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The idea behind self-fulfilling prophecy (SFP) is very ancient (dating back to ancient Greece), although brought to the forefront by Robert Merton in 1948. SFP refers to "the process by which one's expectations about another person eventually lead the other person to behave in ways that confirm these expectations" (Week Three: Self-Fulfilling Prophecy).
According to psychology notes posted on the University of Michigan's website, there are four steps to the SFP:
1) person expects certain behaviors out of "target"; 2) person behaves in a way that will evoke the expected behavior in the target; 3) target behaves in the expected way; and 4) person sees behavior he or she predicted.
An example of SFP is as follows: You walk into class and notice a boy sitting by himself. You expect that he is shy because he is not talking to anyone. You do not talk to him because you think he is shy. His behavior proves him to be shy to you.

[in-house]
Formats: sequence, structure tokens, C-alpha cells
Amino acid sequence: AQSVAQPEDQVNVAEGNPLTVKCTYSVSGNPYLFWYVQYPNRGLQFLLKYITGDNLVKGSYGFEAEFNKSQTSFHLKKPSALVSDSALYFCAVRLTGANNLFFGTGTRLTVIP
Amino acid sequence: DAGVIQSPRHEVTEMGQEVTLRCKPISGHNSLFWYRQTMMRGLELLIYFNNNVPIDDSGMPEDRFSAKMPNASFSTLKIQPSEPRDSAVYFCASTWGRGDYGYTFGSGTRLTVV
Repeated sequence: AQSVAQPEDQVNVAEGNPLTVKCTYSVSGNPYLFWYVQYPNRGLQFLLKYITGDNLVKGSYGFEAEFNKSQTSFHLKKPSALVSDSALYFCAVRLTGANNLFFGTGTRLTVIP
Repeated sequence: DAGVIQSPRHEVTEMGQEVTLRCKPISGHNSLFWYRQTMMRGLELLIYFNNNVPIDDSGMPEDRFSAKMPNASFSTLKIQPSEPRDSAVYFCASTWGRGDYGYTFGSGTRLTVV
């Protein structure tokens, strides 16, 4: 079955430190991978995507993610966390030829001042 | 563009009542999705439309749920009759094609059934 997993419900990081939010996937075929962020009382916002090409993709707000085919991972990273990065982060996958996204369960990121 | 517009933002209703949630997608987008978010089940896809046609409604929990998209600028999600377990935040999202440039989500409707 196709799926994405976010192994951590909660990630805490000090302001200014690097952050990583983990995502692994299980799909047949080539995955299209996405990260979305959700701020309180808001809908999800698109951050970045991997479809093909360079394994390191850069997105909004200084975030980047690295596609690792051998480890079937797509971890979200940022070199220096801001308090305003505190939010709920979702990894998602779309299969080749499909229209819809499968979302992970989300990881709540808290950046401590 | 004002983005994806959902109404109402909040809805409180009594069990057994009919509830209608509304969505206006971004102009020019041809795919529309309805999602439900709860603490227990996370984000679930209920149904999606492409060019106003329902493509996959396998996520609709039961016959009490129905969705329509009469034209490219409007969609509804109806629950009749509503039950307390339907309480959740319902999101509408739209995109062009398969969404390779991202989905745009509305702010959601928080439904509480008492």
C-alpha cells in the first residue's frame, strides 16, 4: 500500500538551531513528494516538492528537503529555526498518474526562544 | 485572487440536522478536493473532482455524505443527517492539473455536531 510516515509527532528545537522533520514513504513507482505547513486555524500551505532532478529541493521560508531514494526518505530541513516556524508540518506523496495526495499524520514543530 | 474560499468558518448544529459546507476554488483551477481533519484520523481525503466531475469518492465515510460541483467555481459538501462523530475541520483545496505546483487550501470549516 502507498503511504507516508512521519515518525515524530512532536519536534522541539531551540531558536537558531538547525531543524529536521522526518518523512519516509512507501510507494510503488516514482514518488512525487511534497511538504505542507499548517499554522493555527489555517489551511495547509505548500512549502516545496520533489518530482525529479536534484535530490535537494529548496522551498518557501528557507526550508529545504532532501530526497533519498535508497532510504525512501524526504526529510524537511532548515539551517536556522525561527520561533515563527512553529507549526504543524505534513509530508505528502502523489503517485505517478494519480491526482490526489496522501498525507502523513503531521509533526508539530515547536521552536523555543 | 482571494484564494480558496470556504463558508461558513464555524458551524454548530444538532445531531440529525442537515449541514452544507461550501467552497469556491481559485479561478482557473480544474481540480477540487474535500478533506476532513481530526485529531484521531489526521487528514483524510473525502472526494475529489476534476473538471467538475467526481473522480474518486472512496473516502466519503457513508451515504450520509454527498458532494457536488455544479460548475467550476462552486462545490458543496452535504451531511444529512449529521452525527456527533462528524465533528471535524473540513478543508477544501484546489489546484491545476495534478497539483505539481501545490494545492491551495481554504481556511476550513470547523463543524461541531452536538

The example above illustrates how SFP shapes one's perception of others. Essentially, it follows the "judging a book by its cover" idea. As for how SFP shapes the one's perception of himself or herself, SFP helps (or harms) one's self concept. For example, if on the way to a new job you think that everyone will be nice and you will get along wonderfully, you are more likely to be warm and friendly (resulting in people being warm and friendly back). On the other hand, if you start the same job thinking that everyone will hate you, you will enter into the job closed off and cold (and people will act the same way in return).
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